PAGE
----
Golden Door, The
U.S. Release Date:
Theatrical Aspect Ratio:
Charlotte Gainsbourg, Vincenzo Amato, Aurora Quattrocchi, Francesco Casisa, Filippo Pucillo, Federica De Cola, Isabella Ragonese, Vincent Schiavelli
English subtitled Italian
The Golden Door might have worked better as a documentary. The subject matter - that of third-class immigrants making their way to the New World at the beginning of the 20th century - is fascinating material, and director Emanuele Crialese includes many little details that are left out of the history books. Unfortunately, the characters he uses to populate the movie are flat. Crialese seems more interested in bringing home a sense of the overall experience than in developing characters and relationships. As a result, there are times when attempts to focus on one or more of the seven primary individuals grinds The Golden Door to a halt.
Ellis Island is now a museum and it draws visitors by the thousands like a magnet - people eager to understand and imagine what it was like a century ago when millions of future Americans flooded this immigration center, lured by the promise of a dream. The Golden Door examines this experience as only a movie can, observing the history with an eye more to facts than to nostalgia. Nevertheless, for those who have visited Ellis Island or have a direct connection to it (though the connection may now be generations old), there are reasons to see the story Crialese has committed to film. It's imperfect but not uninteresting.
The movie opens in Italy around the turn of the century. Salvatore Mancuso (Vincenzo Amato) has decided to go to America - where the streets reputedly flow with milk - after he receives a sign from God telling him to make the trip. Accompanying him are his sons, Angelo (Francesco Casisa) and Pietro (Filippo Pucillo), and his mother, Fortunata (Aurora Quattrocchi). Also going from the same village are Rosa (Isabella Ragonese) and Rita (Federica De Cola), who have wealthy grooms awaiting them. Finally, there's Englishwoman Lucy Reed (Charlotte Gainsbourg), whose reasons for going are kept hidden, although they may have something to do with money.
The Golden Door is evenly divided into three acts. The first takes place in Italy and shows the struggles of the characters as they wrestle with the consequences of leaving behind their homeland. This is by far the least compelling aspect of the movie, do in large part to Crialese's inability to generate fully formed inidividuals. Had viewers been able to identify with the protagonists in the early-going, it would have made the rest of the story more dramatically rewarding.
The second segment is aboard the ship and, in terms of providing a perspective of what many immigrants had to endure, it is the most enlightening. They are packed below-decks like sardines, each with only a small bunk. Men are separated from women, although they can intermingle on the deck when the weather is fair enough for strolling. Storms can be violent and deadly, leading to people being tossed into hard bulkheads. The longer the voyage persists, the greater the despair becomes. Crialese keeps the camera with the steerage passengers but we catch glimpses of those enjoying first or second class accommodations (such as a marriage broker, played by Vincent Schiavelli in his final role) whose circumstances are much improved.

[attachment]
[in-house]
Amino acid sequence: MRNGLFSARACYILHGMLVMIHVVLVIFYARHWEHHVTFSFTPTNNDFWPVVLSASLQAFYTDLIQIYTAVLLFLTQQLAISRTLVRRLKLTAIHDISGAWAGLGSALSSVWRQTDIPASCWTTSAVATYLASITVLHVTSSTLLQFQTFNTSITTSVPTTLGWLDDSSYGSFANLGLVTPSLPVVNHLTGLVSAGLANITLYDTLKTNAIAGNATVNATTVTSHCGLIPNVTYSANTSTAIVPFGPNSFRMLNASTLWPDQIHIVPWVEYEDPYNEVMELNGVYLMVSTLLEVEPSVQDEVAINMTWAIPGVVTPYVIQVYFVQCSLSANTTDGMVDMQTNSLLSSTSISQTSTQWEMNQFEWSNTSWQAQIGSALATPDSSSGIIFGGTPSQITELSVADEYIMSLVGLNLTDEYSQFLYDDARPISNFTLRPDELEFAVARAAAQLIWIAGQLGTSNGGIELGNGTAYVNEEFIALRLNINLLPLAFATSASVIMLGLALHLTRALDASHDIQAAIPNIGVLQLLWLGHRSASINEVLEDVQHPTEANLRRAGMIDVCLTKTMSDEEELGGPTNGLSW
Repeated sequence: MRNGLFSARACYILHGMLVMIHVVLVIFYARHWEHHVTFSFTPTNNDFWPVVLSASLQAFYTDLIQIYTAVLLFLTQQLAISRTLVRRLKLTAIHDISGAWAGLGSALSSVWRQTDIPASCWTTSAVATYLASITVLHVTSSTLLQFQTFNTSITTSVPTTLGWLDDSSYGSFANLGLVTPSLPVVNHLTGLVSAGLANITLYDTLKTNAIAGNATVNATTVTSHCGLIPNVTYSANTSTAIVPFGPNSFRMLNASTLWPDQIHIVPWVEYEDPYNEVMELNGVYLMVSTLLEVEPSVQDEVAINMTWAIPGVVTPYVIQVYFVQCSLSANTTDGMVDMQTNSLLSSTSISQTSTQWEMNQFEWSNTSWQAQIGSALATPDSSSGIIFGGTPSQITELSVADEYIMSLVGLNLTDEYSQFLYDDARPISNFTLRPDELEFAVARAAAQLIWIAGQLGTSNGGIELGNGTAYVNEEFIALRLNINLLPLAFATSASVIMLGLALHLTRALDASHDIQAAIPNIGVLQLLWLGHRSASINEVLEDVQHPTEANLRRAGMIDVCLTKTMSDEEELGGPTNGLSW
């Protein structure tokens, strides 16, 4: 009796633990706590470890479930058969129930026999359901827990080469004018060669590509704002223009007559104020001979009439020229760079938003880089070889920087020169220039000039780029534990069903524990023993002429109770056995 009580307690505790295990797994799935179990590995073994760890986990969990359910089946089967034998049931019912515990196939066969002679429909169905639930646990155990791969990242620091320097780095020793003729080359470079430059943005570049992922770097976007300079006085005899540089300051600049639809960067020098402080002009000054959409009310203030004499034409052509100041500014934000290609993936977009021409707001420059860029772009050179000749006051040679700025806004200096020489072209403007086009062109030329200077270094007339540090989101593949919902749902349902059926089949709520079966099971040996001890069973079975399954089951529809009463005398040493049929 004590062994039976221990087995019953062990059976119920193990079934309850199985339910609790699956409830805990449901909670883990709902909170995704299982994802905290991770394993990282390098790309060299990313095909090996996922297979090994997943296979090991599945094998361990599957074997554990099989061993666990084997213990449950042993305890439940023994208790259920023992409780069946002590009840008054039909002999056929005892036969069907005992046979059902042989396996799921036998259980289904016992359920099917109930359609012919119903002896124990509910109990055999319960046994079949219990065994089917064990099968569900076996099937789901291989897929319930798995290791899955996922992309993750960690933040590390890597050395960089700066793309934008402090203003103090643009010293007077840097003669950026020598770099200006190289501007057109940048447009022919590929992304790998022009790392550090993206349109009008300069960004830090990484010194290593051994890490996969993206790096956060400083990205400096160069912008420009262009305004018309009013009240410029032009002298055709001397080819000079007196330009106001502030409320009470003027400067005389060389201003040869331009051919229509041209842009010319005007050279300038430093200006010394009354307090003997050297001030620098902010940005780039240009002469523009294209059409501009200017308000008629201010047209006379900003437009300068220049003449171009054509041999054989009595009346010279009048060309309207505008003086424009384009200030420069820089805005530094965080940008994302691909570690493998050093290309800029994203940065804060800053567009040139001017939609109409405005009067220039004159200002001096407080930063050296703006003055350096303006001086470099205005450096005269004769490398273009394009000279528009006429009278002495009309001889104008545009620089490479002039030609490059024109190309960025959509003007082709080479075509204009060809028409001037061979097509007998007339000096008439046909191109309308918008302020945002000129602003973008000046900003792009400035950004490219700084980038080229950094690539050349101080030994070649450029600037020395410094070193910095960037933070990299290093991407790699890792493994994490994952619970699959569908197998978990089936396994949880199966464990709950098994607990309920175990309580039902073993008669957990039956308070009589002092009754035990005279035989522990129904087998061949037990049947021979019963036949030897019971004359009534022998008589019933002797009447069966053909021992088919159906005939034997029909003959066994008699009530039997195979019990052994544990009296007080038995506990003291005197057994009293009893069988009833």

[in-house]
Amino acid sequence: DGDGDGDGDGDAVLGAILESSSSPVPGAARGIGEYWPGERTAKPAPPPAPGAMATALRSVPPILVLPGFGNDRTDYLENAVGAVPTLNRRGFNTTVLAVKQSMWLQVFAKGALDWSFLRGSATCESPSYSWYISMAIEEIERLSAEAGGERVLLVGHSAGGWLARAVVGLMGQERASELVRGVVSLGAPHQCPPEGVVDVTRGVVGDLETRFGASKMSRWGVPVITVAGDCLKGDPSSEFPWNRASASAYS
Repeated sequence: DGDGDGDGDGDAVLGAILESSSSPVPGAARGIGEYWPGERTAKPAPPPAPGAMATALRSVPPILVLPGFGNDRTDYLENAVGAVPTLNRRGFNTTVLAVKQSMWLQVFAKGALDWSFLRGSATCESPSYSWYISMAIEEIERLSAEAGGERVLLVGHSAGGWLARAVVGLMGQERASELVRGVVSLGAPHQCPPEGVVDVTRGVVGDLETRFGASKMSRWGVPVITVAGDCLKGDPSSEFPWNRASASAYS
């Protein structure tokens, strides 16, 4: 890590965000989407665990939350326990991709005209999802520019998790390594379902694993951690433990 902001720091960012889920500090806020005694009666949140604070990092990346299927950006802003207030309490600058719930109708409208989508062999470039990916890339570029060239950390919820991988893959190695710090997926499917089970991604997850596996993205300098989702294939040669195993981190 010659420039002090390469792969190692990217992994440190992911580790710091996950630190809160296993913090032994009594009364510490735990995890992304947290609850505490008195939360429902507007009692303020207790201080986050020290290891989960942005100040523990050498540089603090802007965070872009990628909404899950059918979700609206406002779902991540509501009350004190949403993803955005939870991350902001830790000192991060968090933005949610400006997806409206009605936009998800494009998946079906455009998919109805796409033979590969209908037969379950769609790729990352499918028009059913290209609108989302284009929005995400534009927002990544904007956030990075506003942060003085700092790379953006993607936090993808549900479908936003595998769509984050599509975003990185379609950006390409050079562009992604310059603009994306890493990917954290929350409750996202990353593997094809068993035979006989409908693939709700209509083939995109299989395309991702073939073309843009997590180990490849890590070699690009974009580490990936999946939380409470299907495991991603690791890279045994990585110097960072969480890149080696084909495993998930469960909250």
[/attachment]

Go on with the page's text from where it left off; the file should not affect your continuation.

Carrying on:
The final portion of The Golden Door follows the immigrants onto Ellis Island. For some, entrance requires a promise of marriage, and we learn that many of the girls who traveled from Italy are not getting the husband they expected. (Some men are shorter or older than in the photographs they provided.) Others are turned away because they cannot or will not answer a series of questions or because they are unable to piece together puzzles or answer simple mathematical quizzes. The motto may be "Give me your tired, your poor, your huddled masses yearning to breathe free," but the reality - even 100 years ago - has never been so idealistic.
Over 70% of those who immigrated to the United States from Europe during the late 1800s and early 1900s came through Ellis Island, so many who view this movie will have a strong personal connection to the material. To an extent, this is the story of my great-grandfather, who arrived around this time with his wife. After her death in the 1918 flu pandemic, he sent to Italy for another bride and received her at Ellis Island, much as is shown in this movie. The Golden Door captures an aspect of American culture that has not often been committed to film, and certainly not in such a detailed and comprehensive fashion. Yet the movie's length is in some ways its undoing. By spending so much time with disposable characters, the movie staggers through dull patches from which it has difficulty recovering. So, while there's much to admire and appreciate about Crialese's feature, it fails to deliver on the fullness of its premise.